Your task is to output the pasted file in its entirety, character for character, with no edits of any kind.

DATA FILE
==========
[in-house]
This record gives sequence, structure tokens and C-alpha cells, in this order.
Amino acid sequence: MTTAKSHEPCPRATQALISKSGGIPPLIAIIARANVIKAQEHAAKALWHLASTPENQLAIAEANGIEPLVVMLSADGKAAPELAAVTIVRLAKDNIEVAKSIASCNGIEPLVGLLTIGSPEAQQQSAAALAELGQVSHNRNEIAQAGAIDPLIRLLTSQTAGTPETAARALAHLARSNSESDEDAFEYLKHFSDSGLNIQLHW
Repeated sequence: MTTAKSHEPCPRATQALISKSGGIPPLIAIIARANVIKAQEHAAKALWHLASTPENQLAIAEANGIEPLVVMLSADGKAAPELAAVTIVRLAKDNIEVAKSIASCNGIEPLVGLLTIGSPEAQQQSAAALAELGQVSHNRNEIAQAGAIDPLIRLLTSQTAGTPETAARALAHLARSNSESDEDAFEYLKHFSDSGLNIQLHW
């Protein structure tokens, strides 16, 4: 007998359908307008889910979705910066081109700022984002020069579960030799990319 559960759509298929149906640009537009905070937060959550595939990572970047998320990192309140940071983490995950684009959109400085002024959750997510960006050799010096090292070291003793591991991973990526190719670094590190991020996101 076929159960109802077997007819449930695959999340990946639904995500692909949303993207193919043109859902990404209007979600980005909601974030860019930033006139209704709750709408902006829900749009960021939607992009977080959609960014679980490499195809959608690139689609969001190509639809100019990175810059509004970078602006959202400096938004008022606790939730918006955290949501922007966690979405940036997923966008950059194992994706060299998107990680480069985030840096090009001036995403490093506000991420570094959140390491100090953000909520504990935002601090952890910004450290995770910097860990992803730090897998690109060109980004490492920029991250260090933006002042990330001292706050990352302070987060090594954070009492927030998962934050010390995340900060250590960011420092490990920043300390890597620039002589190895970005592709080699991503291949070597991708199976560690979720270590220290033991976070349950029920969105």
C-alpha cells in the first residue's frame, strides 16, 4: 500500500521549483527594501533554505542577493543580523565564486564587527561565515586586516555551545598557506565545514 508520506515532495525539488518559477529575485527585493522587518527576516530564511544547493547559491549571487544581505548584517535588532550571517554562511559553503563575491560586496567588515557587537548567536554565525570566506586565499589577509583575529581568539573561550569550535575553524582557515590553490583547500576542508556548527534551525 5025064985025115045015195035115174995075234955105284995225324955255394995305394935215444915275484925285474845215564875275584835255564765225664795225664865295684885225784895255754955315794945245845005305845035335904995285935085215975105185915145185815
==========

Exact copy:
[in-house]
This record gives sequence, structure tokens and C-alpha cells, in this order.
Amino acid sequence: MTTAKSHEPCPRATQALISKSGGIPPLIAIIARANVIKAQEHAAKALWHLASTPENQLAIAEANGIEPLVVMLSADGKAAPELAAVTIVRLAKDNIEVAKSIASCNGIEPLVGLLTIGSPEAQQQSAAALAELGQVSHNRNEIAQAGAIDPLIRLLTSQTAGTPETAARALAHLARSNSESDEDAFEYLKHFSDSGLNIQLHW
Repeated sequence: MTTAKSHEPCPRATQALISKSGGIPPLIAIIARANVIKAQEHAAKALWHLASTPENQLAIAEANGIEPLVVMLSADGKAAPELAAVTIVRLAKDNIEVAKSIASCNGIEPLVGLLTIGSPEAQQQSAAALAELGQVSHNRNEIAQAGAIDPLIRLLTSQTAGTPETAARALAHLARSNSESDEDAFEYLKHFSDSGLNIQLHW
């Protein structure tokens, strides 16, 4: 007998359908307008889910979705910066081109700022984002020069579960030799990319 559960759509298929149906640009537009905070937060959550595939990572970047998320990192309140940071983490995950684009959109400085002024959750997510960006050799010096090292070291003793591991991973990526190719670094590190991020996101 076929159960109802077997007819449930695959999340990946639904995500692909949303993207193919043109859902990404209007979600980005909601974030860019930033006139209704709750709408902006829900749009960021939607992009977080959609960014679980490499195809959608690139689609969001190509639809100019990175810059509004970078602006959202400096938004008022606790939730918006955290949501922007966690979405940036997923966008950059194992994706060299998107990680480069985030840096090009001036995403490093506000991420570094959140390491100090953000909520504990935002601090952890910004450290995770910097860990992803730090897998690109060109980004490492920029991250260090933006002042990330001292706050990352302070987060090594954070009492927030998962934050010390995340900060250590960011420092490990920043300390890597620039002589190895970005592709080699991503291949070597991708199976560690979720270590220290033991976070349950029920969105």
C-alpha cells in the first residue's frame, strides 16, 4: 500500500521549483527594501533554505542577493543580523565564486564587527561565515586586516555551545598557506565545514 508520506515532495525539488518559477529575485527585493522587518527576516530564511544547493547559491549571487544581505548584517535588532550571517554562511559553503563575491560586496567588515557587537548567536554565525570566506586565499589577509583575529581568539573561550569550535575553524582557515590553490583547500576542508556548527534551525 5025064985025115045015195035115174995075234955105284995225324955255394995305394935215444915275484925285474845215564875275584835255564765225664795225664865295684885225784895255754955315794945245845005305845035335904995285935085215975105185915145185815